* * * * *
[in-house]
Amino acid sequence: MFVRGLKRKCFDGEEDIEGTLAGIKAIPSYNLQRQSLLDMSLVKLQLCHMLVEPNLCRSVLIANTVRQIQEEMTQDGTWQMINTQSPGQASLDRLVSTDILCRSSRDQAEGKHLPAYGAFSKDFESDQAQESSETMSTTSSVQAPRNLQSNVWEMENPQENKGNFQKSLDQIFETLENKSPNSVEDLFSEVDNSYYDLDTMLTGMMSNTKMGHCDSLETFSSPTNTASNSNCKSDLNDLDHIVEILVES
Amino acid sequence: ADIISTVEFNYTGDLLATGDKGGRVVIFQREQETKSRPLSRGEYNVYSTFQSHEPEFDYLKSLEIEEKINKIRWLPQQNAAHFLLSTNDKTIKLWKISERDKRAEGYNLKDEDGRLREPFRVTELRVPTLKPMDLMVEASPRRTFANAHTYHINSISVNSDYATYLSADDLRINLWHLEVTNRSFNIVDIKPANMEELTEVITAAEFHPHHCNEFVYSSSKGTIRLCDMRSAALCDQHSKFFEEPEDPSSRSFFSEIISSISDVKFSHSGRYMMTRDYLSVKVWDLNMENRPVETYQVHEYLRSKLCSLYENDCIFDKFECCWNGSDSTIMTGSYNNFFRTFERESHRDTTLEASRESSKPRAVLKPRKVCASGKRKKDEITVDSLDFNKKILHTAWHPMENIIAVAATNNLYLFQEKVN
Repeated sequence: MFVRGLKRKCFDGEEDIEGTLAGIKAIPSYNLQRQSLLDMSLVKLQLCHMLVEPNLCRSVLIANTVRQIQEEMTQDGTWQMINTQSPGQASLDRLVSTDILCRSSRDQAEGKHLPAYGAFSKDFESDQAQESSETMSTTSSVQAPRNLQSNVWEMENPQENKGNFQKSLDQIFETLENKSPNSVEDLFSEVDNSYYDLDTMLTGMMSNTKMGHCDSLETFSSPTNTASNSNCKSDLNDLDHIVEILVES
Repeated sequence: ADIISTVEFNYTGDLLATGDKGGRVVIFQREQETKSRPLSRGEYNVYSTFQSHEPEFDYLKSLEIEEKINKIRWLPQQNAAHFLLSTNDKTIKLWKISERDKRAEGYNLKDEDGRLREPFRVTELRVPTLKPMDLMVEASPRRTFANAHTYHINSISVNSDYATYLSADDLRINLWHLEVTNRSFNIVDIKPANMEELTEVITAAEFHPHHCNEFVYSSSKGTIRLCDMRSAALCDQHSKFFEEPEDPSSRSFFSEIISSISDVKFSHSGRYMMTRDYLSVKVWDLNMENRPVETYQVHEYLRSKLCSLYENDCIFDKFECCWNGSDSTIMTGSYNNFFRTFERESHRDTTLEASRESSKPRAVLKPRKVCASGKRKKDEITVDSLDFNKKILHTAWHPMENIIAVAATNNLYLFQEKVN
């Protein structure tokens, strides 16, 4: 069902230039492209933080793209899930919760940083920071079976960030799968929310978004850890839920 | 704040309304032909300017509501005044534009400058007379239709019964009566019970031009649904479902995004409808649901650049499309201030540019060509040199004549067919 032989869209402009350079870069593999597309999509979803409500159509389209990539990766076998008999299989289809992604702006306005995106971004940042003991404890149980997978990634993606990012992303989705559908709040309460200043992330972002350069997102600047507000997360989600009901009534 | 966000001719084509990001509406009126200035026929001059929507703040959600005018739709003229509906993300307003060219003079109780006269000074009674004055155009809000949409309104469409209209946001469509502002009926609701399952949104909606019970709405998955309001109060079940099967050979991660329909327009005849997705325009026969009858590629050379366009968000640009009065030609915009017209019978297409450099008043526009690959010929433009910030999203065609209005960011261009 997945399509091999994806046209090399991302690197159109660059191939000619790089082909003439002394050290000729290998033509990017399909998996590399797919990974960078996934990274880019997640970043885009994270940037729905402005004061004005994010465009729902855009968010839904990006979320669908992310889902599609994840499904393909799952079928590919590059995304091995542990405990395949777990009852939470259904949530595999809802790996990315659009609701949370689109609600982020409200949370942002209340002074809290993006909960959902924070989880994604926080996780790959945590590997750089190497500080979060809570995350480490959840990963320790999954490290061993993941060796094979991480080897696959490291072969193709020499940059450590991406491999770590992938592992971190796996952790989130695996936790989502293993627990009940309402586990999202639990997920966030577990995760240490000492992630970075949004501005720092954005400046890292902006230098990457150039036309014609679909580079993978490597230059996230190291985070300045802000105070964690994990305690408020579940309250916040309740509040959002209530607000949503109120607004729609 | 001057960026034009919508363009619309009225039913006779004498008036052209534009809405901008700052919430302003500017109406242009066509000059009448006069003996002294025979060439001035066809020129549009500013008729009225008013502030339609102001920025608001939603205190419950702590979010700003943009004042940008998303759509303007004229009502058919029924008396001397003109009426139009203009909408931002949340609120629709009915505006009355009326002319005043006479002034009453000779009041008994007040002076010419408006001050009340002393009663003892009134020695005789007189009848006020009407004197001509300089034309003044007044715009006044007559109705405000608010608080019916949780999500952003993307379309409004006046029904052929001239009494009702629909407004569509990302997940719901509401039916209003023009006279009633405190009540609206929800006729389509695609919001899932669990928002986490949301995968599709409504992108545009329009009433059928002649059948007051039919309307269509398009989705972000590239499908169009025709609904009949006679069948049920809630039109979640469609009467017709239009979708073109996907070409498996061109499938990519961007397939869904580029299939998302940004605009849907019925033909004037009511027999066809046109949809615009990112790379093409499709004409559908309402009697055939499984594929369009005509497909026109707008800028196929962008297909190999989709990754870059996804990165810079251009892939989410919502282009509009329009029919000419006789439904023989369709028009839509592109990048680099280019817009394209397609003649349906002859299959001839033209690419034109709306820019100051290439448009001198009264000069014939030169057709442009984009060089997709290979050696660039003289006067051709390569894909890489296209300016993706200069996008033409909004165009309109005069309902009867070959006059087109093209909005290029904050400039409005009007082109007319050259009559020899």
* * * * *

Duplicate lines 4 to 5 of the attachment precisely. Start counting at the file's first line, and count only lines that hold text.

Repeated sequence: MFVRGLKRKCFDGEEDIEGTLAGIKAIPSYNLQRQSLLDMSLVKLQLCHMLVEPNLCRSVLIANTVRQIQEEMTQDGTWQMINTQSPGQASLDRLVSTDILCRSSRDQAEGKHLPAYGAFSKDFESDQAQESSETMSTTSSVQAPRNLQSNVWEMENPQENKGNFQKSLDQIFETLENKSPNSVEDLFSEVDNSYYDLDTMLTGMMSNTKMGHCDSLETFSSPTNTASNSNCKSDLNDLDHIVEILVES
Repeated sequence: ADIISTVEFNYTGDLLATGDKGGRVVIFQREQETKSRPLSRGEYNVYSTFQSHEPEFDYLKSLEIEEKINKIRWLPQQNAAHFLLSTNDKTIKLWKISERDKRAEGYNLKDEDGRLREPFRVTELRVPTLKPMDLMVEASPRRTFANAHTYHINSISVNSDYATYLSADDLRINLWHLEVTNRSFNIVDIKPANMEELTEVITAAEFHPHHCNEFVYSSSKGTIRLCDMRSAALCDQHSKFFEEPEDPSSRSFFSEIISSISDVKFSHSGRYMMTRDYLSVKVWDLNMENRPVETYQVHEYLRSKLCSLYENDCIFDKFECCWNGSDSTIMTGSYNNFFRTFERESHRDTTLEASRESSKPRAVLKPRKVCASGKRKKDEITVDSLDFNKKILHTAWHPMENIIAVAATNNLYLFQEKVN